The footage was then shown to members of the public on a 4x7m wide-angle screen provoking, according to Mitani, gasps of astonishment. Some viewers even experienced nausea because of the ultra realistic visual effect of speed without the usual physical sensation of movement.
    Mitani said the system was still at a basic stage of development, but he claimed it had proved that image qualities so realistic that they approximated to actually being at the recorded event were possible.
    NHK will now attempt to reduce the size of the camera and look at the possibility of developing transmission systems that could broadcast UHDV footage.
    Dr. Nicolas Lodge of UK broadcast technology specialist Pro-Vision Communications, who chaired the IBC session at which UHDV was presented, said the NHK work was 'amazing stuff. They are on the way to creating an experience that mimics actually being there. It is an exciting area of research'.

    Makes you wonder why so many movies are being digitally recorded in 4K.
     
  3. Travis W.

    Travis W. Second Unit

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    Now if only we could get some flying cars then this would definitely be the 21st century...[​IMG]
     
  4. JackKay

    JackKay Second Unit

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  5. ChristopherDAC

    ChristopherDAC Producer

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    The holographic-disc idea is intriguing, but that technology [as well as the "fluorescent multilayer disc"] has been around for years -- as a matter of fact was used in an early attempt at a home-video system -- without producing any results yet. Of course, we may get lucky this time.

    What the NHK has invented this time is a digital version of the ShowScan system. I would bet anything that it operates at a frame rate of 60Hz, and the resolution is comparable to that on 70mm film prints. Since the resolution of the eye drops off dramatically with image time rate of change, all the brain knows is that the image is more detailed than the eye can sense, and the optical cortex says "reality". I'd feel nauseated too if I were strapped to the bumper of a car in Tokyo traffic! Perhaps they will solve the equipment problems which crippled Trumbull's system.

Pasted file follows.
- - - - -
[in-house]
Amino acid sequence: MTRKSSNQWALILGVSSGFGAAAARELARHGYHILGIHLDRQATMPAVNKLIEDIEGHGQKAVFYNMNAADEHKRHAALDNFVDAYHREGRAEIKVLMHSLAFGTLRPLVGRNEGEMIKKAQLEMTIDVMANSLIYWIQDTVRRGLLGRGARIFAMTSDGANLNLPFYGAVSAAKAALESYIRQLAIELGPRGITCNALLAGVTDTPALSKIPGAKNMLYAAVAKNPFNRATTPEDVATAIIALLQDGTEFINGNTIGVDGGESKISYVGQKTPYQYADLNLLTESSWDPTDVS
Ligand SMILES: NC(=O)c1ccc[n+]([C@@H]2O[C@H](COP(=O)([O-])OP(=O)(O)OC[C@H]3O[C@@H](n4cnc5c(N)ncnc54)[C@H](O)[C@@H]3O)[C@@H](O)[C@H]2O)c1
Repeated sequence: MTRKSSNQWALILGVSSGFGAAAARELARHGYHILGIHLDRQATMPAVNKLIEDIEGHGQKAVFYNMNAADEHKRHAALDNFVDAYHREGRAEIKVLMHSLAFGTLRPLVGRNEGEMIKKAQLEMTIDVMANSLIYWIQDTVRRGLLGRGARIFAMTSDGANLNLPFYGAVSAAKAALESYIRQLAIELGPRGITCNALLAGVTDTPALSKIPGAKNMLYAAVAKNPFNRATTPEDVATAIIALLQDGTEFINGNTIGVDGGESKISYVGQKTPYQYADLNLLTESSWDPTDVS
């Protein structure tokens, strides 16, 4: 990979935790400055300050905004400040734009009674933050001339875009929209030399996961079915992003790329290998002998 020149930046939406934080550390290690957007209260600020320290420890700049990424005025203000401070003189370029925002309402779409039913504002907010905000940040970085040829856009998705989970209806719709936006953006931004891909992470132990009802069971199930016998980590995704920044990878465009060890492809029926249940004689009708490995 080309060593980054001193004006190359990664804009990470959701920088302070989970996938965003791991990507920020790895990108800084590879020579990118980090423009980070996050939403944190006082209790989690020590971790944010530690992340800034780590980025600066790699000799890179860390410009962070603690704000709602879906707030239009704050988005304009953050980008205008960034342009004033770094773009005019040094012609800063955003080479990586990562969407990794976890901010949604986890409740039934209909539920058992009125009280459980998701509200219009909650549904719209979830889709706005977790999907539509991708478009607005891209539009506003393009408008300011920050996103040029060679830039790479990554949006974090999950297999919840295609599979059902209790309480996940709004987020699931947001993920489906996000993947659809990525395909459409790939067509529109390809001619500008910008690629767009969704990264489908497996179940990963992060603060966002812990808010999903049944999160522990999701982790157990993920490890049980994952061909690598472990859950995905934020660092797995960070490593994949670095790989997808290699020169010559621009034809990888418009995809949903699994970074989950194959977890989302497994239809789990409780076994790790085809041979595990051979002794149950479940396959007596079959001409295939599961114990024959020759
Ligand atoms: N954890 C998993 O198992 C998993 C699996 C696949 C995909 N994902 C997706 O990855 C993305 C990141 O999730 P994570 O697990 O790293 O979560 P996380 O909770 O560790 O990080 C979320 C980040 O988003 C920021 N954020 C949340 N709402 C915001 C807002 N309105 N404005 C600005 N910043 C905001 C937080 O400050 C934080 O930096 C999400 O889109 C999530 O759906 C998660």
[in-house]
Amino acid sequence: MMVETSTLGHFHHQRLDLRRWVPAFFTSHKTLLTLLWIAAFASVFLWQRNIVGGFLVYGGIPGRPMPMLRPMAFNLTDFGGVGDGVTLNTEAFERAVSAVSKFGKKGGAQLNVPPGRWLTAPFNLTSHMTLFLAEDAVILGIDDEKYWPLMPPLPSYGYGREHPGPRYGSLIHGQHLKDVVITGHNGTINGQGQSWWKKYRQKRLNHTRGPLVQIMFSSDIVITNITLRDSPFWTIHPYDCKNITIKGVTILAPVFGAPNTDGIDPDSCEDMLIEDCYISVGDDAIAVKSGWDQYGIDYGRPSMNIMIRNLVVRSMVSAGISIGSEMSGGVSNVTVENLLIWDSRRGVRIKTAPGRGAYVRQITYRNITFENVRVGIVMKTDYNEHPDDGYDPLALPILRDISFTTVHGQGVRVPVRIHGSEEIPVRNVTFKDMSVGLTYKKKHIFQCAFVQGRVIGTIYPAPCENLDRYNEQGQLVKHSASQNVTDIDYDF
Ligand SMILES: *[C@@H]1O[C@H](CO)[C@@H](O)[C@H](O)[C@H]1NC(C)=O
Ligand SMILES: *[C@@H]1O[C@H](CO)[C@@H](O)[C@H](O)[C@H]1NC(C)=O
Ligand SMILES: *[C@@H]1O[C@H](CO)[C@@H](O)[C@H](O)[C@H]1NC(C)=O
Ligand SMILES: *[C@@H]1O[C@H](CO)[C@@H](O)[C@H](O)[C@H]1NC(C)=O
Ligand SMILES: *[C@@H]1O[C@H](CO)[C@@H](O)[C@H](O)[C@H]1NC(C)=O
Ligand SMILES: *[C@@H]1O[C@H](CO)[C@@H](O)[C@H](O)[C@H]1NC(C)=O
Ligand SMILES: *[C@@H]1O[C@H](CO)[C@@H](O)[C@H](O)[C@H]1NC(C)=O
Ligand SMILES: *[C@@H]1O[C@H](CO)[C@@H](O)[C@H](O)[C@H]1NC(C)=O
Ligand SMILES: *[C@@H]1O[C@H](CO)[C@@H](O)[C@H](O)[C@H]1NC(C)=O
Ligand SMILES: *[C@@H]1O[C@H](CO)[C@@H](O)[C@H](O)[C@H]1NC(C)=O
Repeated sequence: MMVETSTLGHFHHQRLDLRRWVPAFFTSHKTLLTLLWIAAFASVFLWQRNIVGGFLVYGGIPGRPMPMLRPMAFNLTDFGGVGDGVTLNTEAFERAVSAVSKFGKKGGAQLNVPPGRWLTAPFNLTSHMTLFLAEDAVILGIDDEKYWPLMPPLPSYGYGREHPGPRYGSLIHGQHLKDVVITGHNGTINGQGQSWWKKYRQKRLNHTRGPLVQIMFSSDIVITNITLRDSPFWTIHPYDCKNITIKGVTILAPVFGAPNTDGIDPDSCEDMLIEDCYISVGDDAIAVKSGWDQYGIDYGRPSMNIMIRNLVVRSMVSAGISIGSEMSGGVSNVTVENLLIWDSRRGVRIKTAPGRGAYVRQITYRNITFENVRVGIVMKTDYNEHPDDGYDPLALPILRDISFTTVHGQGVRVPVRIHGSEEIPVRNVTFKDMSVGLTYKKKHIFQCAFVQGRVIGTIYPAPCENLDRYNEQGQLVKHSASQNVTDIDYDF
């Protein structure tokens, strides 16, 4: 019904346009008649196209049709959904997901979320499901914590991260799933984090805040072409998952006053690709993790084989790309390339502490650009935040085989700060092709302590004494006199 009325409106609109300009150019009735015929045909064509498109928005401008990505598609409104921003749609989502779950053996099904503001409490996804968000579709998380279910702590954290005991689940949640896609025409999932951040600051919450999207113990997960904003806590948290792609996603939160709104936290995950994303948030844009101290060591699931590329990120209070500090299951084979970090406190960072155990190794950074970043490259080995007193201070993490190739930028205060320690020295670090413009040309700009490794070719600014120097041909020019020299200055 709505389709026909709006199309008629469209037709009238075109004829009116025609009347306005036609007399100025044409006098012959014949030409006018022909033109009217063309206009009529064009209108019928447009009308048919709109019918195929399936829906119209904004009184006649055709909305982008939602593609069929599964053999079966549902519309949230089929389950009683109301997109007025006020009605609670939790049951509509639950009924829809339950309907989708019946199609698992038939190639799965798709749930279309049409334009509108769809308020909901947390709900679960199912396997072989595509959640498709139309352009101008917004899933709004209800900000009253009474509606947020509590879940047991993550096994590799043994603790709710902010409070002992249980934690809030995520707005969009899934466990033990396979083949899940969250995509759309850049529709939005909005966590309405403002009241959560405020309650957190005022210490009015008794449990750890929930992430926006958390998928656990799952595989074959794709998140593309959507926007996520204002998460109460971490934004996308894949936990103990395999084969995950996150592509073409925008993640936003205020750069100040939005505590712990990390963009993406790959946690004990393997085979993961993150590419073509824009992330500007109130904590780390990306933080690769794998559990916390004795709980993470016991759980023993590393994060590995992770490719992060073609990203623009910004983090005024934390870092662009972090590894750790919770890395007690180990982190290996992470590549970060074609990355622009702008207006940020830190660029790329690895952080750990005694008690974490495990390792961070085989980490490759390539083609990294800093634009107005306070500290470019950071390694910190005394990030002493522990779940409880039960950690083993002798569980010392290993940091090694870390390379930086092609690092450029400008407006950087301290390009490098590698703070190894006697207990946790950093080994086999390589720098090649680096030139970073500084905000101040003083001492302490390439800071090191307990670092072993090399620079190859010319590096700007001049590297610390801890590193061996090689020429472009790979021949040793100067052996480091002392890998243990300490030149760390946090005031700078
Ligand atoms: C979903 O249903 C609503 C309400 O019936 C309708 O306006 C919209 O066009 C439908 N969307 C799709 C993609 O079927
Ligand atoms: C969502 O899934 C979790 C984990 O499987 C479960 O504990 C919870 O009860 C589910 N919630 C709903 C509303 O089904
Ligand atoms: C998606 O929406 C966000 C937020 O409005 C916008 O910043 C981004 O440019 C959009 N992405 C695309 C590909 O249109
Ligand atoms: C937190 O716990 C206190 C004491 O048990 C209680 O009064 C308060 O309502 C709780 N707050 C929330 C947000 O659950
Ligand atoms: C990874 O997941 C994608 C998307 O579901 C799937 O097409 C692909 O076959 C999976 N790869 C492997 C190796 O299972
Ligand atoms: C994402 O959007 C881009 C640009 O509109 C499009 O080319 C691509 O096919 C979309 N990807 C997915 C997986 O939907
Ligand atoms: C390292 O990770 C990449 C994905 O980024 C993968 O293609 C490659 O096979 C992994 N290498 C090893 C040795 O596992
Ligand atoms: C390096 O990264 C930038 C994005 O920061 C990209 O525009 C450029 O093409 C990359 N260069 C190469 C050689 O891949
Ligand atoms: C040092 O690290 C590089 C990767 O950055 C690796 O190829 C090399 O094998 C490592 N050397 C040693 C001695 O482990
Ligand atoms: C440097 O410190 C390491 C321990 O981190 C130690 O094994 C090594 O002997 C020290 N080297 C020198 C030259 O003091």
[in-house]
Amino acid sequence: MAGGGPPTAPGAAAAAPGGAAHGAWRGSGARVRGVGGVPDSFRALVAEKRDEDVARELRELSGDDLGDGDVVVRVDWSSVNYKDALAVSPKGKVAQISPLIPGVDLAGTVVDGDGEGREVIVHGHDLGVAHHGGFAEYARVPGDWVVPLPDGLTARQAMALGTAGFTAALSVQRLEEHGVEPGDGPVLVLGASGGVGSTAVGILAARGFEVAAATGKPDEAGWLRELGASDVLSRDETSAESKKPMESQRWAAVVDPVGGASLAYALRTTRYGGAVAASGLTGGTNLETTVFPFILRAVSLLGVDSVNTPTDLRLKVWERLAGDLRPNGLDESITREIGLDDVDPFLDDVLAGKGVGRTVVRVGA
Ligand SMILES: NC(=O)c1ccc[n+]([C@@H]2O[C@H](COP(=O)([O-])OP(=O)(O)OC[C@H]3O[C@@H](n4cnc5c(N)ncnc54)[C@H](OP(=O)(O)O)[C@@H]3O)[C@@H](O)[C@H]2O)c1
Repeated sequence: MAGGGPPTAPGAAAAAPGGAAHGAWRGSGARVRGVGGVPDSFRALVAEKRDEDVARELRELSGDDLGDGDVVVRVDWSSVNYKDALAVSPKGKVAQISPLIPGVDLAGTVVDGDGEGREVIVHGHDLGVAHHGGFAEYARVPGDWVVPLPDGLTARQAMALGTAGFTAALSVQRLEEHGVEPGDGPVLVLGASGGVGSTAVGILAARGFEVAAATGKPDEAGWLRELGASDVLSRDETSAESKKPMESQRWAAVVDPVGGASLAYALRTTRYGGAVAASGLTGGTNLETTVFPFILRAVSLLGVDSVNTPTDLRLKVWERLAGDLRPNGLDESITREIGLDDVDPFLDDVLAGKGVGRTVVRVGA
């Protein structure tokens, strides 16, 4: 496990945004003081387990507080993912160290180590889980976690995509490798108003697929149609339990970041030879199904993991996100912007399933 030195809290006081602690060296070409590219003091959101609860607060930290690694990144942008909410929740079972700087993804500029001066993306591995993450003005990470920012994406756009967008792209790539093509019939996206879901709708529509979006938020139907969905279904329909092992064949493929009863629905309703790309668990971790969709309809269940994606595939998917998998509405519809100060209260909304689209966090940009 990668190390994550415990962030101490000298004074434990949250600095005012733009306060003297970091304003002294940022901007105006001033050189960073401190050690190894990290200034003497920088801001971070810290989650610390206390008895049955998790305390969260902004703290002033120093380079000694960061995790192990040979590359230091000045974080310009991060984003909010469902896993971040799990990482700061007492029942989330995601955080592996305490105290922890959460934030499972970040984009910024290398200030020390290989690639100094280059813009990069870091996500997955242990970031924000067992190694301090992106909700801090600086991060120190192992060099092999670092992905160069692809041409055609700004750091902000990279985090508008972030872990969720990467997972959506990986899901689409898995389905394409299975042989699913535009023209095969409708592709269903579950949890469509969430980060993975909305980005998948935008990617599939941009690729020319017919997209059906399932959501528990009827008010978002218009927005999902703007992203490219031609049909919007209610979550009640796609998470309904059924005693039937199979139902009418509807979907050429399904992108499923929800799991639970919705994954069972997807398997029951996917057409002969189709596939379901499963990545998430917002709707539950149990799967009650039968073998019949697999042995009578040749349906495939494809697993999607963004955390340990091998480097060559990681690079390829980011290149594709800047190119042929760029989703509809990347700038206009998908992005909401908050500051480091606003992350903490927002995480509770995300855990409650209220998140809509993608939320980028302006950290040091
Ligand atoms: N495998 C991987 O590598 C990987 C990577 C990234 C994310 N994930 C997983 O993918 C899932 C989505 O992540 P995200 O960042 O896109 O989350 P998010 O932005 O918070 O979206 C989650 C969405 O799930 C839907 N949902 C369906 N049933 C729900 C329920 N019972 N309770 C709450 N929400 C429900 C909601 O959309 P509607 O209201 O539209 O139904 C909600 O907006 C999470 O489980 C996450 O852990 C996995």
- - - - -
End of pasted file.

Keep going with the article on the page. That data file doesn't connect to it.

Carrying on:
And what can you say about flying cars, besides "the way most people drive, I wouldn't want them over my head!"
     
  6. Jason Adams

    Jason Adams Supporting Actor

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  7. Gary->dee

    Gary->dee Screenwriter

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    Exactly, Christopher.

    As far as the one terabyte disc format, sounds exciting, but to be honest I'm still waiting for a holographic projection system myself.
     
  8. David Forbes

    David Forbes Supporting Actor

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    Flying cars would be cool only if I had the only one. Then when I'm stuck in traffic I could say, "See ya, suckers!" and take off vertically a la the Spinners from Blade Runner.

    But to allow other yahoos to have one? No way!
     
  9. Grant H

    Grant H Cinematographer